Canadians have asked for this for a long time and the Liberals have promised it for a long time. As others have said, in 1993 there was the red book promise. It is just like the promise for national home care and national pharmacare. It is like all kinds of promises that just sort of disappeared and are gathering dust somewhere. In fact, I would like to hear some day from a Liberal across the way how many of those red book promises in 1993 actually were implemented. I have a feeling that it is not a very high percentage. Let us go back to the 1993 red book and remind members across the way and all Canadians of just what was promised to them.
Liberals in that election said they would:
--appoint an independent Ethics Counsellor to advise both public officials and lobbyists in the day-to-day application of the Code of Conduct for Public Officials.
That is one thing the red book said. It also said that Liberals would enshrine the principles and commitments of political non-interference in public decisions and free access to public office holders and, it stated, the Liberals:
--will develop a Code of Conduct for Public Officials to guide Cabinet ministers, members of Parliament, senators, political staff, and public servants in their dealings with lobbyists.
They were fine words. It was a commitment made for good reason. There were enough examples even back then of influence peddling and of corruption within government. The need for this was clear. Ten years later, we are debating legislation to establish an ethics counsellor, legislation that is flawed, falls short of what is required and does not reflect the will of most parliamentarians.
Probably the red book of 1997 repeated the same promises. I do not know. I do not have that in front of me, but I do know what the Speech from the Throne said in 1997. I was here, newly elected, and naive, I suppose, and a former colleague, in response to the Speech from the Throne, said:
So many of our citizens have become so discouraged with our politicians and our political system that they have chosen not to exercise the basic rights for which our forefathers fought and died. But the sad reality is, and it came across loudly and clearly to me during the election campaign, that many citizens have lost faith in their politicians. Politicians were described to me as not really caring, being in it only for themselves or for the money, being dishonest or full of empty promises....As I stand here today I pledge that I will do my best to put a new face on politics.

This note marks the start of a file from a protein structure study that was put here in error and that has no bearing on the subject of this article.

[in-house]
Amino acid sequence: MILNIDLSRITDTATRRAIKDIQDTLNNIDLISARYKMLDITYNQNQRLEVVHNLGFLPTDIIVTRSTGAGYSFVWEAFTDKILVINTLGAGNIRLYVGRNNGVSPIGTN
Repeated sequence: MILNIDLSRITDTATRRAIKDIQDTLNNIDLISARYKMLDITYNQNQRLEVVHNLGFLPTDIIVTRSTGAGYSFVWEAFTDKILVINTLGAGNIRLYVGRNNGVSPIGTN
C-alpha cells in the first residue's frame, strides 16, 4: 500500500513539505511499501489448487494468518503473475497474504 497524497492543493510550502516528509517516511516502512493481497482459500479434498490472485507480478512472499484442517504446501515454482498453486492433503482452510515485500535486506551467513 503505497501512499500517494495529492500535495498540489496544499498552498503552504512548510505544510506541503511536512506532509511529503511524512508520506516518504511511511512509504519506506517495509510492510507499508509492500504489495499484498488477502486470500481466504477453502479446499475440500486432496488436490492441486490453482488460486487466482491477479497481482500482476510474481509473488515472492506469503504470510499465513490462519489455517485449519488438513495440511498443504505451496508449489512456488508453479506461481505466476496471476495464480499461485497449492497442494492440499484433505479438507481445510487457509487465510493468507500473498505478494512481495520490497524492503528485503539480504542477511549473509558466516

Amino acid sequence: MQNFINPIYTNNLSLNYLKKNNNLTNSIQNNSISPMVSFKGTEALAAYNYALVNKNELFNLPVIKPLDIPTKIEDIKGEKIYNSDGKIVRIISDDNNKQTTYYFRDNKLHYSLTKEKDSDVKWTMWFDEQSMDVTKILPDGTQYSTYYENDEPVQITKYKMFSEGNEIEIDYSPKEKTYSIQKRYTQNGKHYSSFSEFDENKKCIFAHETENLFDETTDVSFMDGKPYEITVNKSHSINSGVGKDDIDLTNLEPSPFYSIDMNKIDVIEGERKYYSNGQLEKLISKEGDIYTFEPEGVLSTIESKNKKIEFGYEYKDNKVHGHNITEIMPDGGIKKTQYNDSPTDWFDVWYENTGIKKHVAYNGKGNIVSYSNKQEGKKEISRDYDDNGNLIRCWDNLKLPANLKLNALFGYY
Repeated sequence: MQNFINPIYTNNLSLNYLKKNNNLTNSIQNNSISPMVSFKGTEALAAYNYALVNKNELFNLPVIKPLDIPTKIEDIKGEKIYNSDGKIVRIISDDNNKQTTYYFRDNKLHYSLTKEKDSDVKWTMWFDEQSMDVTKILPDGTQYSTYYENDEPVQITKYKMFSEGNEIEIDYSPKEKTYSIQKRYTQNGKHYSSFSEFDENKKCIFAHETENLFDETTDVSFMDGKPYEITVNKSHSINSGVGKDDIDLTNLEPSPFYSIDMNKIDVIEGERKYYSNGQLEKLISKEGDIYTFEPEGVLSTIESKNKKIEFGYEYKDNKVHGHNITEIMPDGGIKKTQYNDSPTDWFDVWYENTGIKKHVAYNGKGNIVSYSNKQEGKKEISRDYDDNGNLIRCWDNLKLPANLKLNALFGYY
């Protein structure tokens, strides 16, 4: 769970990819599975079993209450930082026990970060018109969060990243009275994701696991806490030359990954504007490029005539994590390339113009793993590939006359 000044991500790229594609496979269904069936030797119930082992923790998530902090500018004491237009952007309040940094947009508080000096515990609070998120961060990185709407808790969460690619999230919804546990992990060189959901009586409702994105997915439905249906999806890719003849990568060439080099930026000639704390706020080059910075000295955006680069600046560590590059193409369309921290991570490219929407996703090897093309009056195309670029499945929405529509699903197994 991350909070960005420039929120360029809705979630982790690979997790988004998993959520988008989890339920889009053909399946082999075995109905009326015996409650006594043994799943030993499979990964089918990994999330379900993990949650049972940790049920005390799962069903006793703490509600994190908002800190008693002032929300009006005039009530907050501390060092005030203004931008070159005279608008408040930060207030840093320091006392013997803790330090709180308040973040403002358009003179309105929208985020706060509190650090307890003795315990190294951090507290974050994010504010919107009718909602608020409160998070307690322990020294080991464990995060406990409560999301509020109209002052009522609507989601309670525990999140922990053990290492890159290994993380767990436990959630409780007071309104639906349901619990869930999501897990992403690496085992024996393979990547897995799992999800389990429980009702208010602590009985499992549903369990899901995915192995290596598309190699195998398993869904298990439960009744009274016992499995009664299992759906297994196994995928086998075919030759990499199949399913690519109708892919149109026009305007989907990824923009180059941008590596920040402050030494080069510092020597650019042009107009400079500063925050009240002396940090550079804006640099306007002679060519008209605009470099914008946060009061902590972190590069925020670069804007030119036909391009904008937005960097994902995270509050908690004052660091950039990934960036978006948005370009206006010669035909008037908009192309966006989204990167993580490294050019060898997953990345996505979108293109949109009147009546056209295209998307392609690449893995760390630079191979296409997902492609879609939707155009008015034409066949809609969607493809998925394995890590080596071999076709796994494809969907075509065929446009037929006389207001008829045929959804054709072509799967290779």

That was in response to the throne speech of 1997. Here we are in 2003 debating legislation to establish an ethics counsellor, legislation that is imperfect, flawed and falls short of the mark. Why?
Those were wonderful statements about Canadians' concerns with democracy and faith in politicians, but these statements, by not being acted upon, in fact add to that cynicism and skepticism. There seems to be more disillusionment than ever. It is another set of fine words from politicians, which no one acted on.
There have been attempts in the House over the last decade to get this government off its duff and get it started doing something with respect to the red book promise of 1993 and the throne speech promise of 1997. I do not need to remind members in the House that it was one of my former colleagues as the member for Halifax West who twice brought forward legislation in the House to convince the government to act. He would have been happy if the government had taken the idea and acted on it. It did not have to be his bill. It did not have to be that private member's initiative. But he brought forward legislation that did not go anywhere. I want to quote from Gordon Earle's speech of December 16, 1999. He stated:
This bill is realistic. It is reflected in provincial legislatures and other nations' national assemblies. This code of conduct would raise the level of integrity of our Parliament. This bill is rooted in very practical and legitimate concerns Canadians hold about their Parliament.
He went on to say that he was very disappointed that the issue had not been acted on to that point in December 1999. He talked about everything that Parliament should be, and which we think it is, but he talked about how it fell short because we did not have the framework in place, we did not have the proper legislation in place and we did not have an effective model for an ethics commissioner in place. That was in December 1999. At that time, even though the Liberals made the promise in 1993, the parliamentary secretary stood up in the House in that debate and said, “This is not a priority”. It was not a priority.
We did not give up with the loss of that opportunity. Gordon Earle was unsuccessful in the 2000 election. The cause was taken up by our member for Halifax, then leader of the New Democratic Party, who reintroduced this private member's initiative, which became Bill C-299, with a view to pushing the government, giving government the tools it needed to make an election commitment a reality. We did the homework. We made it possible. We said, “Steal the idea. Run with it.” Did anything happen on that front? No.